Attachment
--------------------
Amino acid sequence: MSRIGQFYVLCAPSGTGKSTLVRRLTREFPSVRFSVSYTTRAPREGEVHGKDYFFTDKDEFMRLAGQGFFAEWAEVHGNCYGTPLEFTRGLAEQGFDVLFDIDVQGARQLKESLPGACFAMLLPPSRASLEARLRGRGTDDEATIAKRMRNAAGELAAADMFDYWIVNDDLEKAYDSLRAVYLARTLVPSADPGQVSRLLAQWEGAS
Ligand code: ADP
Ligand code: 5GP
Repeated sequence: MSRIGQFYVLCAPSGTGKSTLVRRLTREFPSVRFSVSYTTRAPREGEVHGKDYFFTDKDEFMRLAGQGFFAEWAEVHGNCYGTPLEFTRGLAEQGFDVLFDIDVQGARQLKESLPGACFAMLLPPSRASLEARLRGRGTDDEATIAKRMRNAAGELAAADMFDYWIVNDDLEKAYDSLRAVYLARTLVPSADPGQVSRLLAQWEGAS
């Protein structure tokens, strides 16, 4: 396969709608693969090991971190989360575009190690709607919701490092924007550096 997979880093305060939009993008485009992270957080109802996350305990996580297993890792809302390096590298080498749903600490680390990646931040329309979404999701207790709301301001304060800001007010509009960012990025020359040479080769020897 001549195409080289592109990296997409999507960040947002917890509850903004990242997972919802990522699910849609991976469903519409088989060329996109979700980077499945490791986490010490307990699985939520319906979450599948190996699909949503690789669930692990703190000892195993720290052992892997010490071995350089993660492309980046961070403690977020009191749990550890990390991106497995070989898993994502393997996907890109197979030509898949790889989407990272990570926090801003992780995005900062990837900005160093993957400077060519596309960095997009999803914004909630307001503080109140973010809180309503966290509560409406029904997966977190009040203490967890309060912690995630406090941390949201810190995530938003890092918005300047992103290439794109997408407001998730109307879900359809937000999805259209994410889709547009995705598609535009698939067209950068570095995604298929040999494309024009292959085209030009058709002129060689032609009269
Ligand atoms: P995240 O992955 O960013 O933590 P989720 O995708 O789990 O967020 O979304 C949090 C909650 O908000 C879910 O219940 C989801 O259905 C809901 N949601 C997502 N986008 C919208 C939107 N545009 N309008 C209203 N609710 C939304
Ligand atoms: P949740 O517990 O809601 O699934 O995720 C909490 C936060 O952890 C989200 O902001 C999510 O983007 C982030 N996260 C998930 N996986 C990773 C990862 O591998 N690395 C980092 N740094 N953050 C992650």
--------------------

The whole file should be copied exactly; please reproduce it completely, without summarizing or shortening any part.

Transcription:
Amino acid sequence: MSRIGQFYVLCAPSGTGKSTLVRRLTREFPSVRFSVSYTTRAPREGEVHGKDYFFTDKDEFMRLAGQGFFAEWAEVHGNCYGTPLEFTRGLAEQGFDVLFDIDVQGARQLKESLPGACFAMLLPPSRASLEARLRGRGTDDEATIAKRMRNAAGELAAADMFDYWIVNDDLEKAYDSLRAVYLARTLVPSADPGQVSRLLAQWEGAS
Ligand code: ADP
Ligand code: 5GP
Repeated sequence: MSRIGQFYVLCAPSGTGKSTLVRRLTREFPSVRFSVSYTTRAPREGEVHGKDYFFTDKDEFMRLAGQGFFAEWAEVHGNCYGTPLEFTRGLAEQGFDVLFDIDVQGARQLKESLPGACFAMLLPPSRASLEARLRGRGTDDEATIAKRMRNAAGELAAADMFDYWIVNDDLEKAYDSLRAVYLARTLVPSADPGQVSRLLAQWEGAS
């Protein structure tokens, strides 16, 4: 396969709608693969090991971190989360575009190690709607919701490092924007550096 997979880093305060939009993008485009992270957080109802996350305990996580297993890792809302390096590298080498749903600490680390990646931040329309979404999701207790709301301001304060800001007010509009960012990025020359040479080769020897 001549195409080289592109990296997409999507960040947002917890509850903004990242997972919802990522699910849609991976469903519409088989060329996109979700980077499945490791986490010490307990699985939520319906979450599948190996699909949503690789669930692990703190000892195993720290052992892997010490071995350089993660492309980046961070403690977020009191749990550890990390991106497995070989898993994502393997996907890109197979030509898949790889989407990272990570926090801003992780995005900062990837900005160093993957400077060519596309960095997009999803914004909630307001503080109140973010809180309503966290509560409406029904997966977190009040203490967890309060912690995630406090941390949201810190995530938003890092918005300047992103290439794109997408407001998730109307879900359809937000999805259209994410889709547009995705598609535009698939067209950068570095995604298929040999494309024009292959085209030009058709002129060689032609009269
Ligand atoms: P995240 O992955 O960013 O933590 P989720 O995708 O789990 O967020 O979304 C949090 C909650 O908000 C879910 O219940 C989801 O259905 C809901 N949601 C997502 N986008 C919208 C939107 N545009 N309008 C209203 N609710 C939304
Ligand atoms: P949740 O517990 O809601 O699934 O995720 C909490 C936060 O952890 C989200 O902001 C999510 O983007 C982030 N996260 C998930 N996986 C990773 C990862 O591998 N690395 C980092 N740094 N953050 C992650």